Furthermore, you can race the Red decks quite well. Each creature you play tends to trade with a card from the red deck or brick wall their offence… for the first few turns. They you start dropping Coursers and Rhinos and their Lightning Strikes look pretty miserable. You can often disregard much of what red decks are doing, trading advantageously if not brick walling their aggression entirely.
Each deck also has plenty of ways to use mana in the long game or when flooding out. Looping Den Protectors, monstrifying Fleecemane Lions, bestowing Boon Satyrs, pumping Deathdealers or activating Mastery of the Unseens allows relevant plays well past Turn 5. This is why they’re so good against the control decks – they don’t need to win early, and can grind control players out of cards. This means that control decks are placed in quite a bind – they need to spend the early game trying to blunt your assault, and are never given a chance to stop interacting to draw cards.
Ideally you want to have some life gain lying around, to avoid getting burned out by Red or raced in the air by Control or Dragons decks. A smattering of card advantage helps here too, be it Den Protector, Collected Company or Abzan Charm.
Which should I play?
Abzan Aggro has Siege Rhino, the most obnoxious creature since Thragtusk. It also can have Hero’s Downfall and Ultimate Price, making the GR decks very beatable. Thoughtseize is also great, though I prefer it in the sideboard unless you’re playing Den Protector too. Abzan Aggro is weak to Foul-Tongue Invocation and the bigger midrange decks.
Bant is able to sideboard counterspells to help the control matchup, and has the best long game in Mastery of the Unseen and Ojutai. It is vulnerable to flooding and has weaker removal than Abzan Aggro, but gains inevitability thanks to the megamorph package. It matches up well against Abzan in various guises, but is pretty weak to Stormbreath Dragon and Wraths.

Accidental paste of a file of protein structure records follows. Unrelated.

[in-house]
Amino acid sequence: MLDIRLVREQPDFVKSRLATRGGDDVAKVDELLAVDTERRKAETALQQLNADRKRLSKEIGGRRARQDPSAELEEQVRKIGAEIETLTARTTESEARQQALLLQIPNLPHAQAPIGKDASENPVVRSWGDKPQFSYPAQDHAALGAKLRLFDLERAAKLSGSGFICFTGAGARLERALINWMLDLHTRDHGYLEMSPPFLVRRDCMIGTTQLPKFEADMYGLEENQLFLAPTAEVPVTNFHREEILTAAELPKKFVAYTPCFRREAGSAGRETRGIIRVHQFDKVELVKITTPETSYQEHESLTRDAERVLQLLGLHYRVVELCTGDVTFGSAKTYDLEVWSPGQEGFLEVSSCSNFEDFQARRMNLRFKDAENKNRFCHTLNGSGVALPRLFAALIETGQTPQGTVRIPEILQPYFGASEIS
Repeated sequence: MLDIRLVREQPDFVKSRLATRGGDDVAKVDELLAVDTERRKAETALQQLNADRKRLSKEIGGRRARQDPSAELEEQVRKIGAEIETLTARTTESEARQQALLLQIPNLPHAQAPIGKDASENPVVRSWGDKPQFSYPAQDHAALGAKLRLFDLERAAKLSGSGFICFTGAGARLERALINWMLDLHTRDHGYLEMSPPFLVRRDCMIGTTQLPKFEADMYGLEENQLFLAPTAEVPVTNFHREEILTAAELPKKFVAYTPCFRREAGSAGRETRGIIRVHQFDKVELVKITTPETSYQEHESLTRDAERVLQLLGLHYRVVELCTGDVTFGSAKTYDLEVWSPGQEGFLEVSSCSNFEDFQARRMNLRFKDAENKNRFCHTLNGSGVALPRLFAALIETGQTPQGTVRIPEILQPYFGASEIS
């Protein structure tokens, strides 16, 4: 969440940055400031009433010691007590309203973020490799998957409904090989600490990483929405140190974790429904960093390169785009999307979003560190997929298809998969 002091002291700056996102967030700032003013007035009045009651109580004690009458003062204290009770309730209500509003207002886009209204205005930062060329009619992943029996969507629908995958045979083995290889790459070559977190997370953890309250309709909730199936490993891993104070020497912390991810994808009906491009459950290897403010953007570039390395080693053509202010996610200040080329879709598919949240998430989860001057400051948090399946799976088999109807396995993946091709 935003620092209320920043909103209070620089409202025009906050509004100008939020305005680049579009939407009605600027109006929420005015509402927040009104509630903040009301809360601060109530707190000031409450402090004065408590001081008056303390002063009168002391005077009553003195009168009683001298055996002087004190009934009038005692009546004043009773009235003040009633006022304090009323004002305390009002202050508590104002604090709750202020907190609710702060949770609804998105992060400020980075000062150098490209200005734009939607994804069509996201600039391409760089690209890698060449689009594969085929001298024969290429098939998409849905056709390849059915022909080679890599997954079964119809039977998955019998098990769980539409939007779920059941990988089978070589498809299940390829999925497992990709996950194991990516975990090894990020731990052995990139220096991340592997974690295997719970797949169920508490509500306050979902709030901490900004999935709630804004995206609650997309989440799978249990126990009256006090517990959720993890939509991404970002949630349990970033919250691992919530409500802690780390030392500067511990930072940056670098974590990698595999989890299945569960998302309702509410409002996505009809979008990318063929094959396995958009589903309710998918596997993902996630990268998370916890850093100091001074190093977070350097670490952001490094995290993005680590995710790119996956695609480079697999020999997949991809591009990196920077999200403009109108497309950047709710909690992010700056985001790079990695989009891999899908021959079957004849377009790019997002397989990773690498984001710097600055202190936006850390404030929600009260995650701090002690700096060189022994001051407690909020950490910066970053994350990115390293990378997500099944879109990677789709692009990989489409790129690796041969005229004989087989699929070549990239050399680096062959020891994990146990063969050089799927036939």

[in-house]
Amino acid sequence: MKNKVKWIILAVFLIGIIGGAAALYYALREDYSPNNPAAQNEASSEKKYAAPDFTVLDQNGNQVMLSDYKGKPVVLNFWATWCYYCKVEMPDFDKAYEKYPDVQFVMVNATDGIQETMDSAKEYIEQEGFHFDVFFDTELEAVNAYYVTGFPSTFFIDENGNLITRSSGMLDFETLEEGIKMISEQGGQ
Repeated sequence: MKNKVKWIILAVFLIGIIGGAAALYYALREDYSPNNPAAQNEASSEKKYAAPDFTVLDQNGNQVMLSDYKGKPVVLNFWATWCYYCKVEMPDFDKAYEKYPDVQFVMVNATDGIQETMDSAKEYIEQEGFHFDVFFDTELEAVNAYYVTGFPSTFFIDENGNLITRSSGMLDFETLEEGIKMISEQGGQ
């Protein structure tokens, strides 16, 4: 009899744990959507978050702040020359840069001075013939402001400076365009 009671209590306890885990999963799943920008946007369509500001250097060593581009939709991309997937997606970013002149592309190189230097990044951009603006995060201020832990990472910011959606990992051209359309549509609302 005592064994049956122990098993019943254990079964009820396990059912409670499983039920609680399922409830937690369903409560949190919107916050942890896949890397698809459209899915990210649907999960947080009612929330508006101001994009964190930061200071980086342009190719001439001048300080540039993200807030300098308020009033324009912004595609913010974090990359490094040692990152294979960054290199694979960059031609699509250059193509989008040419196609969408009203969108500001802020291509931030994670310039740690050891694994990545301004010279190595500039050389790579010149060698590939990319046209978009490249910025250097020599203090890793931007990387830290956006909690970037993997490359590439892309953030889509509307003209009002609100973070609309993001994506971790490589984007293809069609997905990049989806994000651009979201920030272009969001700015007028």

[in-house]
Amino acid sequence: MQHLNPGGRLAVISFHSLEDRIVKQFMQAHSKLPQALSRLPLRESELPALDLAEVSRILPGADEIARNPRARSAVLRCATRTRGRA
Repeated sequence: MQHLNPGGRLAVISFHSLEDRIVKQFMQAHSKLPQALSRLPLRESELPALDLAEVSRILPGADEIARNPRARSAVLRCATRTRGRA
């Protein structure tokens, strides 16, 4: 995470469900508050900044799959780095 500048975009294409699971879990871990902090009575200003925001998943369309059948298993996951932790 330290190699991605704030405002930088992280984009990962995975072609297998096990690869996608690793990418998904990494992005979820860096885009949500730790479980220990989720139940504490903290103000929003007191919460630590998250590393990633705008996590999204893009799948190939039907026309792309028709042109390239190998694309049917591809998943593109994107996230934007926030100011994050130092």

GW has instant speed creatures which outmanoeuvres control decks. It also only has two colours, allowing it to play fewer tapped lands to speed up its clock and take less pain. It is possibly better against Red and Control than the other decks being considered, but comparatively weaker against the various midrange decks.
All of these decks are defensible choices, which should be unsurprising given how similar their strategies are. They are also interchangeable – want to play Bant Collected Company? Rework the mana base to get Stratus Dancers and Silumgar Sorcerers. Want to play the megamorph package in Abzan Aggro? Shave the numbers of Anafenza and removal and go for it! These decks are important more for how their strategies match up against the opposite ends of the format than for the particular cards you select for them.
Tips and Tricks
- Consider 1-of creatures with passive effects like Courser of Kruphix and Anafenza, Kin-Tree Spirit – you never really want more than one but the advantage that you gain from having them on the battlefield for a few turns is huge.
- Play plenty of the modal removal spells – Valorous Stance, Dromoka’s Command and Abzan Charm. These allow you more decisions than any other deck in the format.
- There are incredibly hateful sideboard cards available – Surge of Righteousness, Self-Inflicted Wound, Gainsay, Glare of Heresy and so on… make use of them!
- Feel free to hold back creatures against Control decks. Control decks can’t usually get UUUU for double counters until turn 5, which makes turn 4 a good time to play two threats.
- Think several turns ahead, especially when casting Thoughtseize. There are times when you will leave your opponent with their best spells if you can finish the game before they become relevant.
- Draw lots of Siege Rhinos. In fact, one of the best reasons for playing Den Protector in Abzan is to recycle dead Rhinos.
I dubbed these decks ‘The New Midrange’ because the format is quite punishing to traditional builds of Whip, Devotion and Abzan decks. Keep your curve low, play some mana sinks and you can still occupy the space between aggro and control, whilst beating both. Continue to jam 6 and 7 mana spells at your own risk!